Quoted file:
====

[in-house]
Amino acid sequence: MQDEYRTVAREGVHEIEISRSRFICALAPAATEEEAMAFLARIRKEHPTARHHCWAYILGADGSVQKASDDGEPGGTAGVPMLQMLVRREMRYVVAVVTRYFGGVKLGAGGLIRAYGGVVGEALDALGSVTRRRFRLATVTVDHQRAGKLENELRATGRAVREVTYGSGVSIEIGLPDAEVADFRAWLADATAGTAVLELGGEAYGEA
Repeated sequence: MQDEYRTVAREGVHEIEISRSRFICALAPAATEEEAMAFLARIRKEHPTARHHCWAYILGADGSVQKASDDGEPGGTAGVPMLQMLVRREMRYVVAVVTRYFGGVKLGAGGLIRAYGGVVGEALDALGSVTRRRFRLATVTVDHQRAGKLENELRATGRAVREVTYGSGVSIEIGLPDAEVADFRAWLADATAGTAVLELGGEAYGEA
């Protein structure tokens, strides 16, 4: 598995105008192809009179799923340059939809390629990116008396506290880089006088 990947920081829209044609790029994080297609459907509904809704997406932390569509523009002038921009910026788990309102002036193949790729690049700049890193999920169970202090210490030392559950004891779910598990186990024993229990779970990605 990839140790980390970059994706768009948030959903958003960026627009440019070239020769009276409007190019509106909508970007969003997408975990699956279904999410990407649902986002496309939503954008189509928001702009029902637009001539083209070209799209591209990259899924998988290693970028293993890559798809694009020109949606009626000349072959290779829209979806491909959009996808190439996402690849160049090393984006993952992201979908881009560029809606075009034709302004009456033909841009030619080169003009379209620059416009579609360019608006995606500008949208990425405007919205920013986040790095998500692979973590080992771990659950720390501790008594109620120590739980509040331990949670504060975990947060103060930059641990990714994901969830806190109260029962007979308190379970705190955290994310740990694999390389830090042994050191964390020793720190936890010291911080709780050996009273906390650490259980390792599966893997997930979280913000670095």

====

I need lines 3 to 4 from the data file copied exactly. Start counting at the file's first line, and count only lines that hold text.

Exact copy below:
Repeated sequence: MQDEYRTVAREGVHEIEISRSRFICALAPAATEEEAMAFLARIRKEHPTARHHCWAYILGADGSVQKASDDGEPGGTAGVPMLQMLVRREMRYVVAVVTRYFGGVKLGAGGLIRAYGGVVGEALDALGSVTRRRFRLATVTVDHQRAGKLENELRATGRAVREVTYGSGVSIEIGLPDAEVADFRAWLADATAGTAVLELGGEAYGEA
């Protein structure tokens, strides 16, 4: 598995105008192809009179799923340059939809390629990116008396506290880089006088 990947920081829209044609790029994080297609459907509904809704997406932390569509523009002038921009910026788990309102002036193949790729690049700049890193999920169970202090210490030392559950004891779910598990186990024993229990779970990605 990839140790980390970059994706768009948030959903958003960026627009440019070239020769009276409007190019509106909508970007969003997408975990699956279904999410990407649902986002496309939503954008189509928001702009029902637009001539083209070209799209591209990259899924998988290693970028293993890559798809694009020109949606009626000349072959290779829209979806491909959009996808190439996402690849160049090393984006993952992201979908881009560029809606075009034709302004009456033909841009030619080169003009379209620059416009579609360019608006995606500008949208990425405007919205920013986040790095998500692979973590080992771990659950720390501790008594109620120590739980509040331990949670504060975990947060103060930059641990990714994901969830806190109260029962007979308190379970705190955290994310740990694999390389830090042994050191964390020793720190936890010291911080709780050996009273906390650490259980390792599966893997997930979280913000670095």